On November 19, 2021 the House of Representatives passed the
Build Back Better Act (BBA). This
version of the act is far different from the original. While there still could be changes as the act
moves through the Senate, here is a brief overview of what was approved by the
The original act included an increase to the top rates for both individual tax rates and capital gains rates. The most recent act does not include such an increase bur rather an income tax surcharge. The surcharge is in two-stages and is based on the modified adjusted gross income (MAGI) of individuals, estates and trusts. A filer that is joint, single, or head of household (HOH) with a MAGI in excess of $10 million ($5 million for those MFS) will be charged an additional 5% tax on that excess. If the MAGI is in excess of $25 million ($12.5 for MFS) an additional 3% will be charged. This applies to tax years beginning after 2021 and applies to estates and trusts with MAGI in excess of $200,000 or $500,000, respectively.
The BBA as proposed will increase the number of those taxpayers impacted by the net investment income tax. Joint filers with income in excess of $500,000 ($400,000 for HOH and single filers; $250,000 for MFS) that are S corporation shareholders, limited partners, or LLC members, regardless of participation in the activity, will now be subject to NIIT of 3.8%.
One other major provision in the bill is expanding the state and local income tax deduction from $10,000 to $80,000 for joint, single, and HOH ($40,000 for MFS). The expansion would be applicable through 2030, the cap would return to $10,000 effective 2031.
Additional individual changes include:
- Making the prohibition of excess business losses of non-corporate taxpayers that is applicable through 2026 permanent
- Extending child tax credits through 2022 including the refundability of the credit beyond 2022
- Extending the earned income tax credit for childless taxpayers through 2022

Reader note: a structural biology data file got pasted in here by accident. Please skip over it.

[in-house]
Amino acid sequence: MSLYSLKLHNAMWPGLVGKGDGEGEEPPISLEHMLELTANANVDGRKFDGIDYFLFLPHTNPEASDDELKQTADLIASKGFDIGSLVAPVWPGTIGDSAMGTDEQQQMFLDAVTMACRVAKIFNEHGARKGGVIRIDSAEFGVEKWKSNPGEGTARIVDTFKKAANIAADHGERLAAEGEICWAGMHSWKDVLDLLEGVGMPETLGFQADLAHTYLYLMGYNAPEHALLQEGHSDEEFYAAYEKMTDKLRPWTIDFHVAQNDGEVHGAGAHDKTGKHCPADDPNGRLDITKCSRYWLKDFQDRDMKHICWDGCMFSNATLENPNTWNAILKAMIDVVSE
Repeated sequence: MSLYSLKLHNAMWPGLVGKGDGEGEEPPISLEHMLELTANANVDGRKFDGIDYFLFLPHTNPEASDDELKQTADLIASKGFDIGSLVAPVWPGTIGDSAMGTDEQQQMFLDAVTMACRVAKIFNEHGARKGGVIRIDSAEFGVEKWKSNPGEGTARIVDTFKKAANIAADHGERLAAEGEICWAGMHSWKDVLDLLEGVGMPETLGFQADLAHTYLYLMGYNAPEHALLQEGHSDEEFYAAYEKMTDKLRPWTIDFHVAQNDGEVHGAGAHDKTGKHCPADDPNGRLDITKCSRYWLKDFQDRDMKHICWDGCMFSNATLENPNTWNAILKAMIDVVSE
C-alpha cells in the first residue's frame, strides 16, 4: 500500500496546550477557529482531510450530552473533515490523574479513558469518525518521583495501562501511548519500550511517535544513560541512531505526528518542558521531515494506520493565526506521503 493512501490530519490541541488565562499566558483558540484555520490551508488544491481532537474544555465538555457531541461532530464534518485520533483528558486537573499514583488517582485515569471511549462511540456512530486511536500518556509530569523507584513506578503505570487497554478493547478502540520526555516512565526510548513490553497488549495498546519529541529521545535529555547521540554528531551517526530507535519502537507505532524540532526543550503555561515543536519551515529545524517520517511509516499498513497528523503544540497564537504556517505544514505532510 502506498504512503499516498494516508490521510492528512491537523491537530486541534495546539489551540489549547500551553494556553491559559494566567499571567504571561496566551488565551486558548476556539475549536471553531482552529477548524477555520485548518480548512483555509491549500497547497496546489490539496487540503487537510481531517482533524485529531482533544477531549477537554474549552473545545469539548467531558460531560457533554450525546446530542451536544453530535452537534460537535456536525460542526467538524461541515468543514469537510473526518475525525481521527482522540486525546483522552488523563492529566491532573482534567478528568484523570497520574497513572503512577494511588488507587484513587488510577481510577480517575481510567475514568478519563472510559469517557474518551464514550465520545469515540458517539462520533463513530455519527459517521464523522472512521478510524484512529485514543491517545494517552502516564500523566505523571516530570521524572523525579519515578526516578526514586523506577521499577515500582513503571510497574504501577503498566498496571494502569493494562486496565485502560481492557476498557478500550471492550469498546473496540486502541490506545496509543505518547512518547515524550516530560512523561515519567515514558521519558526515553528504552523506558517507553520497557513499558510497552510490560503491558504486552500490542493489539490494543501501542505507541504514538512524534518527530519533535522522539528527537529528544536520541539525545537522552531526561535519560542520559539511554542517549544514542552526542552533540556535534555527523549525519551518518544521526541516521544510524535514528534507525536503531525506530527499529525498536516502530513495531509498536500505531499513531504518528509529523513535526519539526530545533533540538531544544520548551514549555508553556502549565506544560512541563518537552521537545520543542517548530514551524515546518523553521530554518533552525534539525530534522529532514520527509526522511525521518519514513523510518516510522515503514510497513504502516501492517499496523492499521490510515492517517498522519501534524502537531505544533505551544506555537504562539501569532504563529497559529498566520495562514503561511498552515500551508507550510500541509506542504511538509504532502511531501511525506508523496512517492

- Various health care credits including extension of the rule that allows the premium tax credit to households whose income exceeds 400% of the poverty line
- Electric vehicle tax credit and multiple other green energy credits
The corporate alternative minimum tax (AMT) is back. The corporate AMT was repealed as part of the tax cuts and jobs act, but the BBA is proposing the AMT be effective for tax years beginning after 2022. Basic details include a rate of 15 percent that would be imposed on the corporation's "adjusted financial statement income" for the tax year and reduced by a corporate AMT foreign tax credit. This AMT would apply to businesses with average annual adjusted financial statement income in excess of $1 billion for the three prior tax years.
Other business provisions include but are not limited to:
- an excise tax equal to 1 percent on stock repurchases by domestic corporations whose stock is traded on an established securities market (applies to repurchases after 2021)
- limitation of the net interest expense allowed as a deduction by specified domestic corporations (applies to tax years beginning after 2022)
- treatment of losses as capital losses in the case of worthless securities or partnership interests
Most of the international provisions have not been modified from the original bill. International provisions include but are not limited to:
- Reduction of FDII and GILTI Deductions from 37.5% to 21.875% and 50% to 37.5%, respectively
- Elimination of the CFC One-month Deferral
- Foreign tax credit changes including limitations on the tax credit on a country-by-country basis
- Inclusion of GILTI in the income of a shareholder of a CFC (on a country-by-country basis)
- Changes to calculating Subpart F income of CFC shareholders if the shareholder is a taxable unit that is a tax resident of the U.S.
Be on the lookout for additional information as we wait for Senate approval. In the meantime, please do not hesitate to reach out to your trusted advisor at HLB Gross Collins to get any additional guidance.
- by Abigail Hampton, CPA